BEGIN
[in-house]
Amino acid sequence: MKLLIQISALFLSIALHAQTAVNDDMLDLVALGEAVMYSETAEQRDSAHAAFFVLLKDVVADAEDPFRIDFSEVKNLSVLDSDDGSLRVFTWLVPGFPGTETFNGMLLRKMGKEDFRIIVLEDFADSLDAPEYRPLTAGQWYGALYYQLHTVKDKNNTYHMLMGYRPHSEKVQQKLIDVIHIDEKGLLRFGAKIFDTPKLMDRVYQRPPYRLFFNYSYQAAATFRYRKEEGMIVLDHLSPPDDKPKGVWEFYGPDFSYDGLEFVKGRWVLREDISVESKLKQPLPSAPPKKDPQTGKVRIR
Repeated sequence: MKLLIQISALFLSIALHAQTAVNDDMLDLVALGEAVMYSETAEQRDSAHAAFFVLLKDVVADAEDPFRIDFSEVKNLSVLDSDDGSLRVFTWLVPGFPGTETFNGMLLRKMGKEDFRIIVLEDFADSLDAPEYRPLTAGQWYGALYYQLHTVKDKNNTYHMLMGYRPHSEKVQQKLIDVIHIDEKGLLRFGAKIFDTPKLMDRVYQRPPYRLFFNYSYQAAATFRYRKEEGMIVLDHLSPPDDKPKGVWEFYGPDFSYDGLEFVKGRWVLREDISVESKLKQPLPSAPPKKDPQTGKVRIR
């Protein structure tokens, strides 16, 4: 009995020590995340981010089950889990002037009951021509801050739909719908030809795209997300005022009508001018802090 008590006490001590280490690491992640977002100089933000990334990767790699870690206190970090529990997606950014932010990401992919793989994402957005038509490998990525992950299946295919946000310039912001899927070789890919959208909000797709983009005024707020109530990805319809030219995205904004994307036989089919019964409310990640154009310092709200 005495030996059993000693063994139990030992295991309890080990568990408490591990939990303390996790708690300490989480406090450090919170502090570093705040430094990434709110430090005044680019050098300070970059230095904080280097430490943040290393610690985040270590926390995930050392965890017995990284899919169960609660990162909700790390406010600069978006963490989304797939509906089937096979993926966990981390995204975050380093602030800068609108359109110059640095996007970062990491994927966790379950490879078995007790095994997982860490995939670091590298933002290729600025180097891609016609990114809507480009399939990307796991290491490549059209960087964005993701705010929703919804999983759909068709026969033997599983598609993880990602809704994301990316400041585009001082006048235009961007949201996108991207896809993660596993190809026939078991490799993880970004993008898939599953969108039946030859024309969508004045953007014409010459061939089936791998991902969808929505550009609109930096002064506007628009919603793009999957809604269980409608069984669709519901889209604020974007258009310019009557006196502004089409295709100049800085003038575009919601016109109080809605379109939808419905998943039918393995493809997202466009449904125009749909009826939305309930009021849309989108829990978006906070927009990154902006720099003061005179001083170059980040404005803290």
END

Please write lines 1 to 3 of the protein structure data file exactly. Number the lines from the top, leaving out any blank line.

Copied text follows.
[in-house]
Amino acid sequence: MKLLIQISALFLSIALHAQTAVNDDMLDLVALGEAVMYSETAEQRDSAHAAFFVLLKDVVADAEDPFRIDFSEVKNLSVLDSDDGSLRVFTWLVPGFPGTETFNGMLLRKMGKEDFRIIVLEDFADSLDAPEYRPLTAGQWYGALYYQLHTVKDKNNTYHMLMGYRPHSEKVQQKLIDVIHIDEKGLLRFGAKIFDTPKLMDRVYQRPPYRLFFNYSYQAAATFRYRKEEGMIVLDHLSPPDDKPKGVWEFYGPDFSYDGLEFVKGRWVLREDISVESKLKQPLPSAPPKKDPQTGKVRIR
Repeated sequence: MKLLIQISALFLSIALHAQTAVNDDMLDLVALGEAVMYSETAEQRDSAHAAFFVLLKDVVADAEDPFRIDFSEVKNLSVLDSDDGSLRVFTWLVPGFPGTETFNGMLLRKMGKEDFRIIVLEDFADSLDAPEYRPLTAGQWYGALYYQLHTVKDKNNTYHMLMGYRPHSEKVQQKLIDVIHIDEKGLLRFGAKIFDTPKLMDRVYQRPPYRLFFNYSYQAAATFRYRKEEGMIVLDHLSPPDDKPKGVWEFYGPDFSYDGLEFVKGRWVLREDISVESKLKQPLPSAPPKKDPQTGKVRIR